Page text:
• The ego is a sentry.  It analyzes situations as threatening or beneficial, largely on the basis of it's impact to our ego's pattern & symbols.  Thus it reacts to insults, damage to it's symbols and challenges to its patterns and habits (physical and mental).  Contrarily, threats to the body are managed largely by instinct (flight or fight response).  For example: You are being robbed at gun point.  The ego needs to be controlled because it may be less concerned about the body's well being than with the indignity of being robbed, causing you to antagonize the robber rather than giving him the money - which could lead to the body being hurt.  

For me, my ego is has patterns and symbols that are based on lies.  Lies that I told myself, lies I heard, and perceptions that are wrong.  I have difficulty in differentiating where others end and I begin.  I am too often swayed by others opinions.  When someone tells me something, kind or critical, I internalize it and it becomes me, a representation of myself, another symbol for my ego to pattern itself on. Not unlike the child who thinks they are the "F".

Lack of differentiation causes you to feel powerless.   

(Following paragraphs are paraphrased from 'The Psychology of Shame: Theory & Treatment of Shame Based Syndromes" by Gershan Kaufman.)
The need for power, fundamentally is the need for inner control over one's own life. It is a need to influence one's own environment, to feel consulted, to have an impact, to feel heard.  To experience choice is to feel power, to be able to predict and control what happens.

Perception of a situation is critical to producing one's feeling of powerlessness.  A sudden unexpected sense of uncertainty externally imposed, coupled with no control, creates the experience of powerlessness.

When one feels powerless, one feels nothing can be done, that something vital has been wrenched away, that one is powerless to stop it.  Human beings are psychologically wired for a need for power, a need for a measure of personal control.  The human need for power is not inherently a need for power over others, but instead a need to feel in command of one's own life.  Power seeking is usually a result of powerlessness and shame that have been excessive or prolonged.  In such cases power is likely to be relied upon exclusively to protect the self, compensate, reverse rolls etc.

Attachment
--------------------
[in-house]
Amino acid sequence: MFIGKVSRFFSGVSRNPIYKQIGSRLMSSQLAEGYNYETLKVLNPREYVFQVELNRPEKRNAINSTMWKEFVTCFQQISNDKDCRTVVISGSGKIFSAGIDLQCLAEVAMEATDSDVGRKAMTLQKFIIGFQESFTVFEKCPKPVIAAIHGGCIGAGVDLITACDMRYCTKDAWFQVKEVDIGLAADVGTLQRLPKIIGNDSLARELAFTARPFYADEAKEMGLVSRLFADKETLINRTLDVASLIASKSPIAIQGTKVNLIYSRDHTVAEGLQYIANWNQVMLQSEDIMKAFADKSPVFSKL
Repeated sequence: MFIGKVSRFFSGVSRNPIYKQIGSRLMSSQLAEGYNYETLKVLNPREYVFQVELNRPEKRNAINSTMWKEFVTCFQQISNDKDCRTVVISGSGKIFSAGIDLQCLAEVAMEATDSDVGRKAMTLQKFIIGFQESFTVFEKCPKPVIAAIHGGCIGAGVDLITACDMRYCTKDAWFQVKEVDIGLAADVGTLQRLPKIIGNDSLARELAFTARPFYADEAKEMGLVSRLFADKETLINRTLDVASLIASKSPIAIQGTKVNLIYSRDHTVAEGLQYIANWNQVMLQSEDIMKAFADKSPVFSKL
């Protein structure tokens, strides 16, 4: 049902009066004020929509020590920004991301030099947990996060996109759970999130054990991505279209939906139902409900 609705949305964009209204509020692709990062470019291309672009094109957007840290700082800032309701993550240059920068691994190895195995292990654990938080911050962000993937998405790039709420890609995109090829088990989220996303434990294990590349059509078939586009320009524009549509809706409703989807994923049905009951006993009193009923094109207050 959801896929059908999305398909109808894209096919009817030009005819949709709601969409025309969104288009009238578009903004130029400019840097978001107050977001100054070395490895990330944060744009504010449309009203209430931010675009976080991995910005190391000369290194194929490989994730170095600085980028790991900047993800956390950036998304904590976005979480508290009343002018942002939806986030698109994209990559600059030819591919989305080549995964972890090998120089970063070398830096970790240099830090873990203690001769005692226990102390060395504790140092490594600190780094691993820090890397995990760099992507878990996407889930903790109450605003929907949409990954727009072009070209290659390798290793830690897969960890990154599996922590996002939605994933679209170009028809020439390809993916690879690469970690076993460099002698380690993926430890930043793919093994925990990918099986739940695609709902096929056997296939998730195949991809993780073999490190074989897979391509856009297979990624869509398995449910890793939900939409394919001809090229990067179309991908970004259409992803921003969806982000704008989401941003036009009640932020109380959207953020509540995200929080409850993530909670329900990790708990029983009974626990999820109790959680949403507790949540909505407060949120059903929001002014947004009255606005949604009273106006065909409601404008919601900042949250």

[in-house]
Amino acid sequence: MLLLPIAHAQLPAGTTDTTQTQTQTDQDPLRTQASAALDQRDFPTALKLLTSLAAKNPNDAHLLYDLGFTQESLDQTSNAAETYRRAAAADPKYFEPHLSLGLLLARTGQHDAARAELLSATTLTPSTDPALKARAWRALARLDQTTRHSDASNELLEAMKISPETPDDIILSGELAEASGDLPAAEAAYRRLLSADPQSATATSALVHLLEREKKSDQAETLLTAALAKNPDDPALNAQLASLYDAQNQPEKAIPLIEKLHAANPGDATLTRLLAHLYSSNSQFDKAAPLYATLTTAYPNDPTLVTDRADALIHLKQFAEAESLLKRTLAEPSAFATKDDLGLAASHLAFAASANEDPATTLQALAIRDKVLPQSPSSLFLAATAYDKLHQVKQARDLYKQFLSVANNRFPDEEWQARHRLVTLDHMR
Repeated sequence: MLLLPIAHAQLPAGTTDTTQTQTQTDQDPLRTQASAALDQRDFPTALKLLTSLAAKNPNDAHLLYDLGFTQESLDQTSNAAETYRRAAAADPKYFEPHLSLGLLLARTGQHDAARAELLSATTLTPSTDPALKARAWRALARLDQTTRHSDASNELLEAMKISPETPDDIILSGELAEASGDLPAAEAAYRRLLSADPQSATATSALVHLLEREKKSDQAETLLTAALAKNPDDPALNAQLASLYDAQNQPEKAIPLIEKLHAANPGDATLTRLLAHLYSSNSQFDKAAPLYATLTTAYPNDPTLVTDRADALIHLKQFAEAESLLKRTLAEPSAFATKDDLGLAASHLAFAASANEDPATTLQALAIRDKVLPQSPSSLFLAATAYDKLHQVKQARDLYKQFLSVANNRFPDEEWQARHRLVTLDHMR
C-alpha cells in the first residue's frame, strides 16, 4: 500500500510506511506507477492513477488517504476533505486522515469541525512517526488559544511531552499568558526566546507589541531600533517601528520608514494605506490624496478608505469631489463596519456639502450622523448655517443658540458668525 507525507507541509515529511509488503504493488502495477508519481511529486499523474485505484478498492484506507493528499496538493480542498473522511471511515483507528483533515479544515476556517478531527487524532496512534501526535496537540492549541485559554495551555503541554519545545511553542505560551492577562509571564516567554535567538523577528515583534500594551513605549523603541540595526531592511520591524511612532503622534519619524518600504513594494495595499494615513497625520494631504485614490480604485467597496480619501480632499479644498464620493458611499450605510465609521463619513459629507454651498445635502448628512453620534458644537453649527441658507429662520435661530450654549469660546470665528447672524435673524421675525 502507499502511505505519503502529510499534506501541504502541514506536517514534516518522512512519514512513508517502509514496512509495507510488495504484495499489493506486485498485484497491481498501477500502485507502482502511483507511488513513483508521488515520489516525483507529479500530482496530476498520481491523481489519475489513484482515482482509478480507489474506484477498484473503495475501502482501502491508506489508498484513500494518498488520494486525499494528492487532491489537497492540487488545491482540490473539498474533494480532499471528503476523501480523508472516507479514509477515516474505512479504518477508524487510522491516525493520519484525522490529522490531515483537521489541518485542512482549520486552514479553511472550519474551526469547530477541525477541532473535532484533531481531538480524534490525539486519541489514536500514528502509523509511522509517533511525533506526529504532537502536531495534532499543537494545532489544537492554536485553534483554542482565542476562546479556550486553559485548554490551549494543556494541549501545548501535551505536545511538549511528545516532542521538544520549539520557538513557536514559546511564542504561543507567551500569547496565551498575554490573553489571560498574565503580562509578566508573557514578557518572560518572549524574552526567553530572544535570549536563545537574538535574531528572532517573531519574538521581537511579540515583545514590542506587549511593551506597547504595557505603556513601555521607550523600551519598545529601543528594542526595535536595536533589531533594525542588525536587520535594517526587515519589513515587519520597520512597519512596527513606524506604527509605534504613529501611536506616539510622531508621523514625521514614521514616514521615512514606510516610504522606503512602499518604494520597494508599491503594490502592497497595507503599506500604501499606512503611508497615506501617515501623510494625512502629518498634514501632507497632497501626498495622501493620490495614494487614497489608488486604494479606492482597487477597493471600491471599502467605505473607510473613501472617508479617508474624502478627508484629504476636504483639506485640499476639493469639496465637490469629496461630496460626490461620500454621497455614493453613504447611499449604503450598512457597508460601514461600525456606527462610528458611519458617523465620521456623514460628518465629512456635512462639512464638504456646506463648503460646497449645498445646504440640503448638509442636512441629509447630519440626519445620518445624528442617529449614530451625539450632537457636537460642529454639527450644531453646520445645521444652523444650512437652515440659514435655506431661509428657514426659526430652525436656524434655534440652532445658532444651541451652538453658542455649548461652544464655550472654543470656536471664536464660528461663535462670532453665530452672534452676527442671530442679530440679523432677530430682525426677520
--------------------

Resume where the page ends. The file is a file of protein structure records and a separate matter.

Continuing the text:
The need for power is also related closely to the need for differentiation.  Differentiation is the instrument through which individuation occurs.  To differentiate is to say "I am different."

Here is where the two needs are related.  Having control over your body, mind and environment enhances the inner sense of power and the need to differentiate.

With PTSD powerlessness was an integral part of what brought me here.  Prolonged powerlessness, shame, lack of control over my physical being, mind and environment.

Are you with me still?  Let's take a break and look at a pretty picture. 

Just looking at Brynn's goofy monkey face makes me forget oodles of icky sh!t.

How does that translate into what is happening to me at the post?

You see, since I have a poor ability to differentiate my mind tells me lies "YOU ARE the bad run", "YOU ARE the worst",  "YOU ARE a bad handler",  "YOU ARE undeserving",  "YOU ARE bad",  and so on... 

Those are all lies I hear in my head before I get to the post.  Those are lies I hear in my head when I retire or finish the course.  Conversely my mind is so locked into that negative thought pattern I am unable to allow myself to feel accomplishment, reward or encouragement.   My ego has been holding on to this negative pattern for so long that I feel like any positive input is the lie.

When I walk to the post I carry this self-inflicted burden.  I feel like I am unworthy, an imposter, a fraud.  Because I am unable to differentiate myself from the negative thought pattern,  it is tantamount to the level of anxiety I feel.  Thus I begin to self destruct.  I 'become' the run & a self fulfilling prophecy.  My whistles become shrill, I panic from perceived powerlessness and it all goes to hell in a handbasket, while my brilliant little dog tries to save the day, responding to the anxiety I project.

Knowledge is power.  Power over the shame.  Power over the helplessness.
Power allows for differentiation.  Power allows me to escape the shame that binds me to the lies.

One small step forward in this life long journey. Perhaps it will lead me to a healthy way of looking at myself for the first time in my life.

Its all good, moving forward to the future.


1 comment:

CAT said...

Very nice post Carolyn. With both my parents being in the psychology field, I've always had an interest in the psycological mind. Many books I've picked up off the shelf when I was young :) And I over analyse everything to understand it too. Enjoyed reading it.